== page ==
I often have a difficult time measuring my own success. There are so many things to do in a day, whether it is running errands, cleaning house, making dinner, entertaining a toddler, or interacting with a baby, it all seems important and I can never do it all. At the end of the day I often feel like I am drowning in a sea of things that can never get done, and it is hard to feel that I have accomplished all I should. It is a huge help and inspiration to hear from Sister Beck the true measures of success, and to be reminded that all those little things I do each day do have great meaning and importance. When I am focused on what is really important, then I can truly feel I am succeeding.

How do you usually measure your success? Are there any measurements that need adjusting?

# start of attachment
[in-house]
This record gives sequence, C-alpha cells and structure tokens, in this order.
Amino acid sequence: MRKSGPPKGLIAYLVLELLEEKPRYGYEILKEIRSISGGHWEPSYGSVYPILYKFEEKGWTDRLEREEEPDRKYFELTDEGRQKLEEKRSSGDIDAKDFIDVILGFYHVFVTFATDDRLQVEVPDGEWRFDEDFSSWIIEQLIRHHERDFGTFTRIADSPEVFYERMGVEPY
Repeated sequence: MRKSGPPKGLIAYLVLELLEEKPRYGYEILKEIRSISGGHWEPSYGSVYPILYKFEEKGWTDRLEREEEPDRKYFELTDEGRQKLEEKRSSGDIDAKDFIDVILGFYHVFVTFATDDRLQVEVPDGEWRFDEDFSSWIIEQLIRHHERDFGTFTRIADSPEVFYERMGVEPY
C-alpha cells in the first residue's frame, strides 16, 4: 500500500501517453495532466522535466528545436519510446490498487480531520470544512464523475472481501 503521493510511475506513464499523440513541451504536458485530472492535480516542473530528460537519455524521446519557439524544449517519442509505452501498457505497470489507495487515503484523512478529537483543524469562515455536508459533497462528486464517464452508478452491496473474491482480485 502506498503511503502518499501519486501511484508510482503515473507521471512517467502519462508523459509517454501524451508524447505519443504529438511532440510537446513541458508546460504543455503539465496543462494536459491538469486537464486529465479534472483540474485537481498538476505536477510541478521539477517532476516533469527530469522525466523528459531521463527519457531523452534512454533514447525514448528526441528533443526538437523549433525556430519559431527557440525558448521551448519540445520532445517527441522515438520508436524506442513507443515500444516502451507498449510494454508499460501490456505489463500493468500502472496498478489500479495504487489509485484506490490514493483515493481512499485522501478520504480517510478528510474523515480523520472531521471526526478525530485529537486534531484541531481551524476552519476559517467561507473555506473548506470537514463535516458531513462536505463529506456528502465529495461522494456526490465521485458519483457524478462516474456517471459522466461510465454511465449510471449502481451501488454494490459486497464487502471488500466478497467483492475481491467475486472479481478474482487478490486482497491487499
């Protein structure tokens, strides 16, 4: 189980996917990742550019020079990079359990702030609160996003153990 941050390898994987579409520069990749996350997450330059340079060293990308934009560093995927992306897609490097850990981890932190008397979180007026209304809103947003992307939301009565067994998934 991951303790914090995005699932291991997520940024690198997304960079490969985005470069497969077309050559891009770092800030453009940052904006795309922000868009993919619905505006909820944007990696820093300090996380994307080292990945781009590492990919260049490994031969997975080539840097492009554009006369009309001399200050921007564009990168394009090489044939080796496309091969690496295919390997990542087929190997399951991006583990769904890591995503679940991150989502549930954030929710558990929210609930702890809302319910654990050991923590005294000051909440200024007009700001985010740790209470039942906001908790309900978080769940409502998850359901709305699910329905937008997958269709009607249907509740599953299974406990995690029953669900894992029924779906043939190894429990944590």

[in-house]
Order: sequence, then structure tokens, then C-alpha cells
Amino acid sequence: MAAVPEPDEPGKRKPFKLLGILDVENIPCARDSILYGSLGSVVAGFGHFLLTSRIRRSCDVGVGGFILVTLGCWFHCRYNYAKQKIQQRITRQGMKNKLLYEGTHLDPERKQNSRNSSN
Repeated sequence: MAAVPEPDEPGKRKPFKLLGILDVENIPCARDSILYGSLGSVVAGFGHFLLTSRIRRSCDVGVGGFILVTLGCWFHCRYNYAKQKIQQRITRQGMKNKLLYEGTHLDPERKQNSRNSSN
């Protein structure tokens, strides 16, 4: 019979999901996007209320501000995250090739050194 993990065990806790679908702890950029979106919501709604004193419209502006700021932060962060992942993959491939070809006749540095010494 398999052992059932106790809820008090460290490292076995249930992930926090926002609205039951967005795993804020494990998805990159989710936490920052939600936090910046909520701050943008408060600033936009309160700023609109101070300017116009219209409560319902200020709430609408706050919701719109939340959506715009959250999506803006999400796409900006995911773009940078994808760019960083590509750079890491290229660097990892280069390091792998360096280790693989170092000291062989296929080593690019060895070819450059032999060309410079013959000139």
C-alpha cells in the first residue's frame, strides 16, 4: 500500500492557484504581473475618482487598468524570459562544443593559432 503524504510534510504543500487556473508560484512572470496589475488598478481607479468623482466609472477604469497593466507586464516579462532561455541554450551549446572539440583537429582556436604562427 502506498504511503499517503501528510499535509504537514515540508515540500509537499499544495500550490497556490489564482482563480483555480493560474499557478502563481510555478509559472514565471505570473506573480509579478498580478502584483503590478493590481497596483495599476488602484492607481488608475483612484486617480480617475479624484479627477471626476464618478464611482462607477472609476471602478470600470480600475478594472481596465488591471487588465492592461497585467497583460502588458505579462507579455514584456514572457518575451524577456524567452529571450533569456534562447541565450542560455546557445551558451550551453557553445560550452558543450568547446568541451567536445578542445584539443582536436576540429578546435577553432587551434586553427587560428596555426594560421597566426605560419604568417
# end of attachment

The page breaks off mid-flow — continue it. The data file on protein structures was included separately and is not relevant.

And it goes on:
To the Mothers

I would like to keep track of all the things said to mothers in April 2010’s General Conference, so I will do that here. Check back, as I will add quotes while I write about each talk.

Some years ago I gave a talk entitled “What Every Elder Should Know: A Primer on Principles of Priesthood Government.” Later, when it was to be published, I changed the title to read “What Every Elder Should Know—and Every Sister as Well.”

I include the sisters because it is crucial for everyone to understand what is expected of the brethren. Unless we enlist the attention of the mothers and daughters and sisters—who have influence on their husbands, fathers, sons, and brothers—we cannot progress. The priesthood will lose great power if the sisters are neglected.

– President Packer

There has grown in me an overwhelming testimony of the value of daughters of God. So much depends on them. In my visits with the sisters, I have felt that there has never been a greater need for increased faith and personal righteousness. There has never been a greater need for strong families and homes. There has never been more that could be done to help others who are in need. . .